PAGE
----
$1.5 Trillion Says: Eat What You Kill

(Bloomberg Opinion) -- With 160 trillion yen ($1.5 trillion) to invest, Japan's Government Pension Investment Fund has an awful lot of clout. Its latest innovation is to oblige many of the outside firms that manage its money to eat what they kill rather than enjoy a free lunch from simply gathering assets. And where the world's biggest pension fund leads, the rest of the money-management industry looks bound to follow.

Less than three months after serving notice of a forthcoming change to how it remunerates its external partners, the fund this week revealed its new performance-based payment structure. 

The pension fund says it doesn't need active managers to fulfill its obligations. “GPIF is basically able to meet its investment targets for pension funding through passive management alone,” it says. So the only reason to employ active managers, who currently oversee about 20 percent of the fund’s assets, is if they can effectively guarantee to deliver better returns than an index tracker.

As an incentive to generate that alpha, there'll be no limit on how much a manager can earn by outperforming. That's a groundbreaking development. But, at the same time, the base fee active managers get for looking after some of the pension fund’s assets will be cut to the “extremely low” level that GPIF, thanks to its sheer size, is able to squeeze from its passive portfolio.

Shifting to the new structure is the pension fund's attempt to address a problem that's plagued fund management for years: fund managers are rewarded for simply gathering assets rather than making returns. GPIF says that the old model gave firms "little incentive to set target excess return rates appropriately, to be innovative in seeking excess returns, and to control their management capacity." Only a handful of the external firms given money by the fund beat their targets.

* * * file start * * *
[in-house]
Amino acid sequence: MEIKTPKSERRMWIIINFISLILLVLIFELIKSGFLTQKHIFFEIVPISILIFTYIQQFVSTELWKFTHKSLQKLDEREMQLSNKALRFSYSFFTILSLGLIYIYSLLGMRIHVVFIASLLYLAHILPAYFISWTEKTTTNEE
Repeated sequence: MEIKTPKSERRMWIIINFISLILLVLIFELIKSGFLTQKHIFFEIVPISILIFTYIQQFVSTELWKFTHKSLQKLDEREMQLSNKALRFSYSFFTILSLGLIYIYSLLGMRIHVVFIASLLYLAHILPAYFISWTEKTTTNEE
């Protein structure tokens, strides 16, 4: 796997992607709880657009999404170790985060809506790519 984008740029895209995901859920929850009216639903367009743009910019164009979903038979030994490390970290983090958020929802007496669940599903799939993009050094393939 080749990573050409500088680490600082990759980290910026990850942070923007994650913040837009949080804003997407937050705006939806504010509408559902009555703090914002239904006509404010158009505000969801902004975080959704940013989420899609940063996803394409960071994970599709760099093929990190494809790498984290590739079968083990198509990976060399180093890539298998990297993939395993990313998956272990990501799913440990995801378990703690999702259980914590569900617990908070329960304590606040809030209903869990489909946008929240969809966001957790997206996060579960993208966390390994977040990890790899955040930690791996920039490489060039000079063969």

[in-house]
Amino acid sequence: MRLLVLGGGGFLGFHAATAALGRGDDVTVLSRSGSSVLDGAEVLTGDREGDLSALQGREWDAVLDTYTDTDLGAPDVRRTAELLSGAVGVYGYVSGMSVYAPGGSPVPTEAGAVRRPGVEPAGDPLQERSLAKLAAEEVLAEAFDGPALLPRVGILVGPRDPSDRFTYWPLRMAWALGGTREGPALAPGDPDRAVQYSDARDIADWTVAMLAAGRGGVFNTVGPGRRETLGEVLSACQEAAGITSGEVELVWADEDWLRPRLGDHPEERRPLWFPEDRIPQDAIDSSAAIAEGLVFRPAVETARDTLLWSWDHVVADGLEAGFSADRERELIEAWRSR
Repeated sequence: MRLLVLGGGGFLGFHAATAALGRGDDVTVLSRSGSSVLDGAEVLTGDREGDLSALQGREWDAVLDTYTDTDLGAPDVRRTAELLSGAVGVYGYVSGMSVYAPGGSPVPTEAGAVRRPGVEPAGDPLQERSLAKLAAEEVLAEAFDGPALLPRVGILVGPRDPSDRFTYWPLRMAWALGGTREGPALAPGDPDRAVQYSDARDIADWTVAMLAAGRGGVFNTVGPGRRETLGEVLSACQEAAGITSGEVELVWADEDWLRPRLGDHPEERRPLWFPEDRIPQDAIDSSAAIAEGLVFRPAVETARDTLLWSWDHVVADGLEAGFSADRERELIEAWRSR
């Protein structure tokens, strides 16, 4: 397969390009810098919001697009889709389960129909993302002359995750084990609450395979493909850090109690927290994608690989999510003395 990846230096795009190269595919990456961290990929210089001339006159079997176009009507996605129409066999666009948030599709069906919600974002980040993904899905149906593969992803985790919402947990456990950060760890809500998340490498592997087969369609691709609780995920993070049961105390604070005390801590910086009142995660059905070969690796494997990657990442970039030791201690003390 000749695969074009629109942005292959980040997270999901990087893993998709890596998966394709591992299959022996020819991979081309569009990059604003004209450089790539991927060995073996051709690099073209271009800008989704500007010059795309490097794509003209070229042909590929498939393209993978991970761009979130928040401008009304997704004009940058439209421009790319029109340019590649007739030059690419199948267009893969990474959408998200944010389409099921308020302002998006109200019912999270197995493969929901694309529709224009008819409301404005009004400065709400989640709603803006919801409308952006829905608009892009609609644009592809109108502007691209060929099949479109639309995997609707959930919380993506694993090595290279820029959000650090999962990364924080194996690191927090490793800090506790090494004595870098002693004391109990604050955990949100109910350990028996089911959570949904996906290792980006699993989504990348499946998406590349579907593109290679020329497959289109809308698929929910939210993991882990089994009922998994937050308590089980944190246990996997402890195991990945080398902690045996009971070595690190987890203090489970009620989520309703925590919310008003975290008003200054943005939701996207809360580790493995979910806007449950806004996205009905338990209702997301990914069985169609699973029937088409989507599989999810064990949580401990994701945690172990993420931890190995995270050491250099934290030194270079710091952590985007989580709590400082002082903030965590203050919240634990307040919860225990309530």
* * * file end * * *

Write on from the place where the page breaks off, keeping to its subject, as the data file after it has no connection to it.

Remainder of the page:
In an effort to align strategies with its long-term outlook, the fund will split performance-based fee payments, with 45 percent paid in the year they were earned and 55 percent delayed to the following year. And to avoid the short-termism that asset managers complain undermines performance when an investor withdraws cash after a short run of bad results, the pension fund is signing what it calls "multi-year contracts" with some of its chosen managers. It didn't specify how long those mandates will run for.

The fund, rightly, recognizes that its plan will have a big impact on the wider industry. GPF says it sees active managers playing an important role in the "day-to-day effort to improve market efficiency," which it says helps to augment the potential performance of its passive strategies. That's a sensible approach to the active-versus-passive debate, which can too often deteriorate into scaremongering.

Allowing asset managers to share in both the upside and the downside of their alleged investment expertise gives them more skin in the game. It should lead to some much-needed Darwinism, where only the fittest survive — and the fund management world will be healthier as a result.

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